What Subjects Shall We Advertise?

On evangelism and outreach.

DANIEL R. GUILD, Ministerial Association Secretary, Southeast Asia Union

 In evangelistc meet­ings we spend hundreds and even thousands of dollars in advertising. Are we getting our money's worth? Are the needs and interests of people in 1965 essen­tially the same as those of a generation ago? Do the titles used by such stalwarts as C. T. Ever­son, J. L. Shuler, and H. M. S. Richards in past decades still draw people today? Could we appeal to more people by revising our advertising? Which subject should be used to advertise the opening meeting? Which topics are the most effective for Sunday night meetings during the series?

Many factors naturally enter into the ef­fectiveness of evangelistic advertising. In­terest in a particular subject varies with each community. The format of the ad or handbill, the handling of the by-lines, the illustrations, even the type of ink and paper used, all play a part in determining the reader's interest in the advertising piece. If it gives the impression that the meeting is the biggest thing that ever has come to town, the handbill, even without naming a particular topic, will attract some to the lecture out of sheer curiosity.

Preparing a Poll Sheet

Some time ago we prepared a poll sheet in an attempt to discover what type of sub­ject would have the most universal appeal in evangelistic advertising. A printed form was used with the words "Poll of Public Opinion" at the top of the form. Under these words the sheet read, "This poll is being taken to determine the extent of in­terest the general public has in the follow­ing topics. Your cooperation will be appreciated. You need not give your name and address." The poll, which covered nine subjects, was divided into three sections with three subjects in each. In groups I and II, two so-called doctrinal subjects were pitted against a practical subject. In the third group all three subjects were doc­trinal in nature.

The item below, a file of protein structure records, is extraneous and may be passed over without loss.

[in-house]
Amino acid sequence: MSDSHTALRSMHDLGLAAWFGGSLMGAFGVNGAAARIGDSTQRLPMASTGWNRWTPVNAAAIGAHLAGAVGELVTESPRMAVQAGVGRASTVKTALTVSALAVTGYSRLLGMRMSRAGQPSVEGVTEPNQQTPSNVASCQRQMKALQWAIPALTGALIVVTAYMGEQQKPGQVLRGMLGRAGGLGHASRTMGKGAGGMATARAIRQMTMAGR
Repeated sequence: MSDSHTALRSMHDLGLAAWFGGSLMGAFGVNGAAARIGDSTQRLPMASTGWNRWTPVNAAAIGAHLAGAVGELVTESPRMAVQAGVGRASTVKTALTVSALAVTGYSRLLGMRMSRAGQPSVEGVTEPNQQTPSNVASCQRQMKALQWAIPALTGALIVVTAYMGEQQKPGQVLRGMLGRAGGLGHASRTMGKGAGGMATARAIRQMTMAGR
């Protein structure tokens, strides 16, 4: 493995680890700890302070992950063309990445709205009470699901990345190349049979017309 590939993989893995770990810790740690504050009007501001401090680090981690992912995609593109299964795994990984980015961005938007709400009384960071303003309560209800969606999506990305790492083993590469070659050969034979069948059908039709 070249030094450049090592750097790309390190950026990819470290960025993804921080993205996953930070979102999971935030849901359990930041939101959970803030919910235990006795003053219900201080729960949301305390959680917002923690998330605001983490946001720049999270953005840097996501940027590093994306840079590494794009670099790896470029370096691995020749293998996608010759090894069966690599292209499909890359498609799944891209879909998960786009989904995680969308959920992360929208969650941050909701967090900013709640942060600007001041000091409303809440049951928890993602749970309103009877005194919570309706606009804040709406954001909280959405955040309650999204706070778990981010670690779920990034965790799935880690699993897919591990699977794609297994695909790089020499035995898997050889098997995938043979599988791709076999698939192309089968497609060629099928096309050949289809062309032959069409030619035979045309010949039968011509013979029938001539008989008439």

How the Poll Was Taken

The church members were organized and provided with a pad of poll sheets. At each door the poll taker explained that some meetings were to be held in the wom­en's clubhouse, and an effort was being made to discover which subjects the peo­ple in the community would prefer to have discussed. The poll taker read the three topics in group I, asked the person at the door which subject interested him most, and marked the sheet accordingly. The same procedure was followed for the other two groups.

After the group choices were made, the poll taker then read the top choice in each group and asked the person which of these three topics interested him most. This top choice also was recorded on the poll sheet.

The last question on the sheet was "Should the subjects you have checked be discussed by a lyceum lecturer in your community, would you like to have an an­nouncement of the meetings mailed to you?" If the answer was Yes, the person's name and address were procured.

The Results of Poll A

About one in three persons was willing to complete the poll. Of the 300 who com­pleted the entire poll, 45 per cent requested that an announcement of the meetings be mailed to them; 2 per cent of those who had announcements mailed to them requested reserved tickets for the opening meeting. This corresponded favorably to the Voice of Prophecy and Faith for Today mailing-list response. The response from the local Bible school was about double, or a 4-per-cent response.

The results on the poll were as follows:

(See PDF for results)

A Second Poll

The results of the first poll made it clear that another poll would need to be taken in order accurately to interpret public inter­est. It was obvious from the first poll that the title "Did a good God make a bad devil?" was not good and should be dropped from the poll sheet. It was also clear to those who took the poll that the subject "How Jesus may be real in your life. The secret of happiness" was really two subjects in one and that this probably accounted for its popularity. The value of the title "Why does a God of love allow war and suffering?" was difficult to inter­pret because it was pitted against this dual topic. Doctrinal and practical titles were so intermingled in the poll that their relative value could not be determined.